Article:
The Shame of our Nursing Homes
Privatized nursing homes have other, less direct ways of raiding the public treasury. Until recently, the big money for conglomerates like Beverly has been in what are considered ancillary services--drugs, diapers, ventilators, speech therapy and other supplies and care that nursing-home patients often need. Medicare billings for physical and occupational therapy, for example, rose to $7 billion in 1996--double the 1993 rate and six times the 1990 rate. Such hefty reimbursements gave Beverly and other companies an incentive to create subsidiary firms to supply ancillary services to their own nursing homes. That way, they could bill taxpayers for the retail prices they pay their subsidiaries, rather than the lower costs the companies actually incur.
"These services typically are provided by outside contractors or through wholly-owned subsidiaries of nursing home companies that focused on maximizing revenues, not pursuing cost-effective care," Beverly notes in its latest annual report. Although the company says a new Medicare plan that caps some payments has prompted it to hire its own staff therapists, it acknowledges in the report that "there has been little incentive to reduce costs or pursue operating efficiencies, even though the result is higher costs for the federal government and other payors."
"Higher costs" for taxpayers means "higher profits" for Beverly. An internal company report on rehabilitative therapy shows the company has made much larger returns on ancillary services than cost reports for individual nursing homes indicate. In the first eleven months of 1994, according to the report, Beverly made revenues of $671 million on rehabilitative therapy--yet the services cost the company only $360 million. That's an annual return of 46 percent on revenues. In 1994 Beverly cleared more than $1 million on therapy every day--and almost all of it came from taxpayers.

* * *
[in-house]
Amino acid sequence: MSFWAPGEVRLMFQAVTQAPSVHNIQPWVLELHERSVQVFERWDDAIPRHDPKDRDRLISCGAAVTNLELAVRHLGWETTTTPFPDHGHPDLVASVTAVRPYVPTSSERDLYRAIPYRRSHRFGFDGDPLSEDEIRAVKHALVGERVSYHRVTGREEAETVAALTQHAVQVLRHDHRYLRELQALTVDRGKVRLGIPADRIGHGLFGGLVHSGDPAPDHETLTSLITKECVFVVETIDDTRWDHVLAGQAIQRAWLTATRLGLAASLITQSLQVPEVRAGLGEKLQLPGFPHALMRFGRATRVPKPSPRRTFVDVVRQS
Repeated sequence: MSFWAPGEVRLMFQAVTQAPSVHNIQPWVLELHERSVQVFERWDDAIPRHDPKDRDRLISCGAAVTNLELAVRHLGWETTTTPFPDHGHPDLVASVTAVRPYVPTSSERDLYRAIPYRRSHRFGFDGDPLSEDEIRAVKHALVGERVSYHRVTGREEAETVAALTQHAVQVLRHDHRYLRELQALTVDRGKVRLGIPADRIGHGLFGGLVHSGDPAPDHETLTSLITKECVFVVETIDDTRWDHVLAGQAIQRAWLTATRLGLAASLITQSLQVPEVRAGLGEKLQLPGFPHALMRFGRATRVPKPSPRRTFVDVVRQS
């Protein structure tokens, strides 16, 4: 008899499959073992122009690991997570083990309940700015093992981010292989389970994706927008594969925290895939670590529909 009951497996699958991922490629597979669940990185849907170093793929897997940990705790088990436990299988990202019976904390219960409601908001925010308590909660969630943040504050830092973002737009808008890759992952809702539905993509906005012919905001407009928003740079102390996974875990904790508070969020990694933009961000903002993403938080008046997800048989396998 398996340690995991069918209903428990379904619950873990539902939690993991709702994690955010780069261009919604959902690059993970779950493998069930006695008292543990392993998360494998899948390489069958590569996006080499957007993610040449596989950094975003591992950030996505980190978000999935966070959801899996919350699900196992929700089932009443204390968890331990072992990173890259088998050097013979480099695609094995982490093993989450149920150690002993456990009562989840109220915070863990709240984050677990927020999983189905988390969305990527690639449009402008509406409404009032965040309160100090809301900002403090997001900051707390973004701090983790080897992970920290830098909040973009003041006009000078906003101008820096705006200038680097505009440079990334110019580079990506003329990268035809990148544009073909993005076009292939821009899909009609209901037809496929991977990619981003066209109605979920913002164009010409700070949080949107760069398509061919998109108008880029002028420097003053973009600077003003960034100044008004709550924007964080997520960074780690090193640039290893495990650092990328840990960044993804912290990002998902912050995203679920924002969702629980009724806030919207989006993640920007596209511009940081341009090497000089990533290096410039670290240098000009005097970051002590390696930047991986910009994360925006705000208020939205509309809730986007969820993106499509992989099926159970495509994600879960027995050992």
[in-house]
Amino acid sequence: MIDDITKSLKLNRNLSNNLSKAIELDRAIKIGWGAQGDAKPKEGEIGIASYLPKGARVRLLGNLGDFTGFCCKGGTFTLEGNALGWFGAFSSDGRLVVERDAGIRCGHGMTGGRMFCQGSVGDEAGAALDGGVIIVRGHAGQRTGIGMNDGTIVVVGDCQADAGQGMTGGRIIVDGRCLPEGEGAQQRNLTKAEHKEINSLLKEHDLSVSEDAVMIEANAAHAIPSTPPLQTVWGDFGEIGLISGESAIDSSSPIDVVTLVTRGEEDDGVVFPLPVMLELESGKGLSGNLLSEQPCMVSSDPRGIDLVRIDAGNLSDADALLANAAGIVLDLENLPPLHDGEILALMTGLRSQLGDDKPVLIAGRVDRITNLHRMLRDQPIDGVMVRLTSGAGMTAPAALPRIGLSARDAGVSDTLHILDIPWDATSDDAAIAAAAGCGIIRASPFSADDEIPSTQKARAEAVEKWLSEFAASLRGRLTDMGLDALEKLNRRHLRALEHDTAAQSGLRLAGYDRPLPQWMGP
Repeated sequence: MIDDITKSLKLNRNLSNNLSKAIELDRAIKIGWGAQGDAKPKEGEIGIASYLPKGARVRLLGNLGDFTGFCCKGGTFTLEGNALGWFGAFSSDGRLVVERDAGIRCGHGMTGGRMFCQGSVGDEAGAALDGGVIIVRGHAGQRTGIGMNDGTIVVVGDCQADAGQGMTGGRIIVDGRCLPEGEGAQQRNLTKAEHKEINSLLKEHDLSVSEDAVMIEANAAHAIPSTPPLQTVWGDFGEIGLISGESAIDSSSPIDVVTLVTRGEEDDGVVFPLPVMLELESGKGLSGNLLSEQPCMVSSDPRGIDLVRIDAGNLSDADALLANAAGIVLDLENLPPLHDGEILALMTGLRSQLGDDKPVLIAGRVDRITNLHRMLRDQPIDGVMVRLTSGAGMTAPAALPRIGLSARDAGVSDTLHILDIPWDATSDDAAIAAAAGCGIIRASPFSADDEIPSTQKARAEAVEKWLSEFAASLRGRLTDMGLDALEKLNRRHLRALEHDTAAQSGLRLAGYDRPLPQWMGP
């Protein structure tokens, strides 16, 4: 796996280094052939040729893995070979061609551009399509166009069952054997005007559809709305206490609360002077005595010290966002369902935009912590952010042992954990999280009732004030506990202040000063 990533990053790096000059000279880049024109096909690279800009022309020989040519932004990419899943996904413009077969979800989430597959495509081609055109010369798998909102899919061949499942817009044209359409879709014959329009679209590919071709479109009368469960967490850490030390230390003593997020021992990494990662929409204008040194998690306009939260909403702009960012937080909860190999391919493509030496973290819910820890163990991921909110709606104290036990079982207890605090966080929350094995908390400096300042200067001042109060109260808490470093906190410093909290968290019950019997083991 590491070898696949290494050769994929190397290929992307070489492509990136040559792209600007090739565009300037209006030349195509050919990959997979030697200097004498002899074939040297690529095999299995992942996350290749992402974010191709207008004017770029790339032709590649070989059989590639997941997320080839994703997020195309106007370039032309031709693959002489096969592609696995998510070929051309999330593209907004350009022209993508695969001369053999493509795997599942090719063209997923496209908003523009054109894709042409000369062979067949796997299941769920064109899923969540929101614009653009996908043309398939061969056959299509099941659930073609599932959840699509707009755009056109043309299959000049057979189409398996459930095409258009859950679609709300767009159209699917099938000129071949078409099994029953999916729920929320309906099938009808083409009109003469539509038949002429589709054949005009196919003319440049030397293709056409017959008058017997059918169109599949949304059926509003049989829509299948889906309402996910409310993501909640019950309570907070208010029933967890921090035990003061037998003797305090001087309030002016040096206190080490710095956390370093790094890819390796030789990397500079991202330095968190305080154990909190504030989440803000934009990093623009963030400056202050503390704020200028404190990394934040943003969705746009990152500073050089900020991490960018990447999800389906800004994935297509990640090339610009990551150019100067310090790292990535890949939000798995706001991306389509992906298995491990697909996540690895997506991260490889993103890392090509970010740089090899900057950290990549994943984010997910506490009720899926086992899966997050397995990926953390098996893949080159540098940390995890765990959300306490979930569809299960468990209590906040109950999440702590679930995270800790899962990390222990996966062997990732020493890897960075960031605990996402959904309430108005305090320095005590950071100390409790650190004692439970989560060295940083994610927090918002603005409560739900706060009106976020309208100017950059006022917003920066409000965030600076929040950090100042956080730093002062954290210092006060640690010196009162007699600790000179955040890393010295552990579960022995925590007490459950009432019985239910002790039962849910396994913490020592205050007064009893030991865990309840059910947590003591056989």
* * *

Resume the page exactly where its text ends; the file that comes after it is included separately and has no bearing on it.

"It's big money, and it's hidden money," says Elma Holder, founder of the National Citizens Coalition for Nursing Home Reform. "They have a set of books that show they're losing money on one side, and yet they're making money hand over fist on the other side."
Other internal documents show similar profit rates, even in homes where Beverly claims it has been unable to make money. In Texas, for example, the chain paid $100,000 to settle claims at a home where a resident's sore foot had been ignored for forty-three days until it rotted off her leg. In another case a judge awarded $55 million to the estate of a woman who died in 1994 from an infection caused by bedsores, including a bone-deep wound the size of a grapefruit at her tailbone. In 1997, calling the regulatory environment in Texas "punitive," Beverly sold its forty-nine nursing homes in that state to a company called Complete Care Services for $143 million in cash. But what Beverly claimed was a dry well looked more like a gusher to the new owners. According to internal documents, one investor who contributed $6 million expected to make $3.5 million in cash, management fees and interest in the first year--an immediate return of nearly 58 percent.
Nursing homes can enjoy even higher returns, of course, if they simply provide no services at all in return for government subsidies. A 1996 report by the GAO on Medicare payments to nursing homes found that "fraud and abusive billing practices are frequent and widespread." The federal government, the report added, allows homes to bill Medicare without confirming that "the care or items were necessary or were delivered as claimed. As a result, the program is highly vulnerable to exploitation."
A recent government audit showed that nursing homes billed Medicare for more than $3 billion in improper claims in 1996 and 1997. Another report estimated that taxpayers may be losing 11 cents of every Medicare dollar to fraud. In one case a Georgia company was certified to bill the insurance program for therapy services even though it had no salaried therapists. A clerical employee in a storefront office simply served as a shell company that subcontracted with two uncertified providers, adding a markup of 80 percent on every bill. Another company was a "paper organization" with no staff at all, enabling its "owner" to add $170,000 in administrative costs to Medicare bills over a six-month period.